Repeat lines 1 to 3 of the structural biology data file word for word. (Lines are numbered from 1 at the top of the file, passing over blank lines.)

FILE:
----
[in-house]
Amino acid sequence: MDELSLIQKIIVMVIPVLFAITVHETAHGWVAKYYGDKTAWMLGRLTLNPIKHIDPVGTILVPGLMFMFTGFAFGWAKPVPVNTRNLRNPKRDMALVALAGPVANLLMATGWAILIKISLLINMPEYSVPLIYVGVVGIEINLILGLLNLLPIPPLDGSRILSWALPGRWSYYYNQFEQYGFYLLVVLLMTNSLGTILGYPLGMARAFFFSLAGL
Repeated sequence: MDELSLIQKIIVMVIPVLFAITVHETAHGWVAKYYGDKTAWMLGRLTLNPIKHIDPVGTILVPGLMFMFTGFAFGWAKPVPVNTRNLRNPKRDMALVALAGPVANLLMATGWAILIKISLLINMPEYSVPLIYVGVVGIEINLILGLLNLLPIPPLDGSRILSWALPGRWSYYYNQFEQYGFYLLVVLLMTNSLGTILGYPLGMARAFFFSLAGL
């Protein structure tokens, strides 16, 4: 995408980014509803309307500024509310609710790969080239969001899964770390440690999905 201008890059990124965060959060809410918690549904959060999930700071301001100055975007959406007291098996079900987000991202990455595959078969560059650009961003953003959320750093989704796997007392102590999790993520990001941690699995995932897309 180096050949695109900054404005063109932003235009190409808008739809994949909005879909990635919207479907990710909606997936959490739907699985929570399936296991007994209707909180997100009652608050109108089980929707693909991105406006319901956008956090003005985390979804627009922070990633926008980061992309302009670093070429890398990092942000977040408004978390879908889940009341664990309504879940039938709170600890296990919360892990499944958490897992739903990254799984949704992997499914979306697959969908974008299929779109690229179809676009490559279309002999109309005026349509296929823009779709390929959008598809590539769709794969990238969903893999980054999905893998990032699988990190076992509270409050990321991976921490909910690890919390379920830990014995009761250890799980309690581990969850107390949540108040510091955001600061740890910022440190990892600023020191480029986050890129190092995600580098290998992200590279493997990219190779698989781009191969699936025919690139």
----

[in-house]
Amino acid sequence: MDELSLIQKIIVMVIPVLFAITVHETAHGWVAKYYGDKTAWMLGRLTLNPIKHIDPVGTILVPGLMFMFTGFAFGWAKPVPVNTRNLRNPKRDMALVALAGPVANLLMATGWAILIKISLLINMPEYSVPLIYVGVVGIEINLILGLLNLLPIPPLDGSRILSWALPGRWSYYYNQFEQYGFYLLVVLLMTNSLGTILGYPLGMARAFFFSLAGL
Repeated sequence: MDELSLIQKIIVMVIPVLFAITVHETAHGWVAKYYGDKTAWMLGRLTLNPIKHIDPVGTILVPGLMFMFTGFAFGWAKPVPVNTRNLRNPKRDMALVALAGPVANLLMATGWAILIKISLLINMPEYSVPLIYVGVVGIEINLILGLLNLLPIPPLDGSRILSWALPGRWSYYYNQFEQYGFYLLVVLLMTNSLGTILGYPLGMARAFFFSLAGL